Caboose Hobbies closing

Discussion in 'Manufacturers and Vendors' started by gstout, Aug 4, 2016.

  1. gstout

    gstout Member Supporter

    Got word from a friend in Denver that Caboose Hobbies has lost its lease after 35 years and will be closing its doors before long. It is uncertain at this time whether they will relocate or simply go mail/internet order. Too bad. I get to Denver every now and then and always make it a point to stop there.

  2. yardmaster

    yardmaster Administrator Staff Member Administrator Supporter

    Hate to hear that, Greg, but at the very least I hope they'll at least still do mail order. I've used them in the past and have always been exceedingly pleased with the service.

    Back when NMRA offered a reprint of the 1943 ORER, my wife wanted to get it for me as a birthday gift. She knew I'd been quite pleased with Caboose Hobbies, so she called them - they went above and beyond the reasonable call of duty in not only explaining that they didn't carry it, but provided her with all the info she needed to find it.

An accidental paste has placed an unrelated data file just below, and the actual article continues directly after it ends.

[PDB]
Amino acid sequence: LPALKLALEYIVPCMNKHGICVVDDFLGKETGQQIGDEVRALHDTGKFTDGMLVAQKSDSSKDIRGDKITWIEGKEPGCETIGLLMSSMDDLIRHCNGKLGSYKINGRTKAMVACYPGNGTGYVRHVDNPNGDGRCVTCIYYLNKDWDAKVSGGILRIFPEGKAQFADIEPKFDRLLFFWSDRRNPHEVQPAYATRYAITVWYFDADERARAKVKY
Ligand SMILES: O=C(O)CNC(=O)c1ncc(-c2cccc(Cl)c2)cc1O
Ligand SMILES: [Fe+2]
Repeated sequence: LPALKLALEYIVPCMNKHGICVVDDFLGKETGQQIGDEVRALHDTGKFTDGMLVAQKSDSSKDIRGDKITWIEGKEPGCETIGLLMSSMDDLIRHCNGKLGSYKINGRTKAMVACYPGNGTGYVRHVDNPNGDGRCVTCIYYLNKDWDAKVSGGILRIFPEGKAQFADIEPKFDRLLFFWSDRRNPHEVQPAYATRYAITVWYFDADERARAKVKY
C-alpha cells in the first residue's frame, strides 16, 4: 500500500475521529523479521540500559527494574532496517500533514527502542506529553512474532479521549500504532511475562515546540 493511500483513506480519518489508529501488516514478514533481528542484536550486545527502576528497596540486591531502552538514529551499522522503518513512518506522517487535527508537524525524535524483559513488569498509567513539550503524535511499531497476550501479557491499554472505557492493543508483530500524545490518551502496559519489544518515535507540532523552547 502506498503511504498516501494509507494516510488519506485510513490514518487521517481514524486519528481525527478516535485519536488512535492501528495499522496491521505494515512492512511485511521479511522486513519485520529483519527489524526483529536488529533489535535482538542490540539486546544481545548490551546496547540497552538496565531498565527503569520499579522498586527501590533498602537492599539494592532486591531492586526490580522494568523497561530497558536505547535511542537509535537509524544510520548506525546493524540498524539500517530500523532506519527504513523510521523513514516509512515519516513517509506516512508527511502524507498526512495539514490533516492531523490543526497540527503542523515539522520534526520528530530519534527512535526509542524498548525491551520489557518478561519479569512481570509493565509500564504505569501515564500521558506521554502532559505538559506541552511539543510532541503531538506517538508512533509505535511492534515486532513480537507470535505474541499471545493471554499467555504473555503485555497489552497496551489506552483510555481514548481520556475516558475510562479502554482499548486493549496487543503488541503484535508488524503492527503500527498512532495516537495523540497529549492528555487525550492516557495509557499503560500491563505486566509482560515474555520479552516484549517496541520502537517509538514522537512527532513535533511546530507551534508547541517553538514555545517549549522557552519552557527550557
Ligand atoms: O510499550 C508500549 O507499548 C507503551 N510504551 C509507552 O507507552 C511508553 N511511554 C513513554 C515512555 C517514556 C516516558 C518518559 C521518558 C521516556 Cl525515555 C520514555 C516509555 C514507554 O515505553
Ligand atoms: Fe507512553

Best Regards,
  3. TAG1014 (Tom Galbraith RIP 7/15/2020)

    TAG1014 (Tom Galbraith RIP 7/15/2020) Passed Away July 15, 2020 Supporter

    I only visited there once and I was awestruck! The only trouble was I wasn't carrying enough cash and I had left my main credit card at home! Still I left with a bushel of N scale stuff and a stack of books! I wish CH wasn't so far from my hometown (Springfield). There have been only a couple of other hobby shops that impressed me like Caboose Hobbies. That would have been Hall's at Dallas (closed) and Discount Model Trains at Addison, TX (Dallas area). I've ordered several items online from Caboose Hobbies--BTW, they have a HUGE inventory of HO brass.

    Tom G.
  4. HWB

    HWB Supporter

    That's too bad. It's a very impressive store.
  5. gjslsffan

    gjslsffan Staff Member Staff Member

    Yea I used to tell my wife Vicki, that we didnt get paid for pulling empties so I could spend more $$ at Caboose Hobbies. That didnt work very long.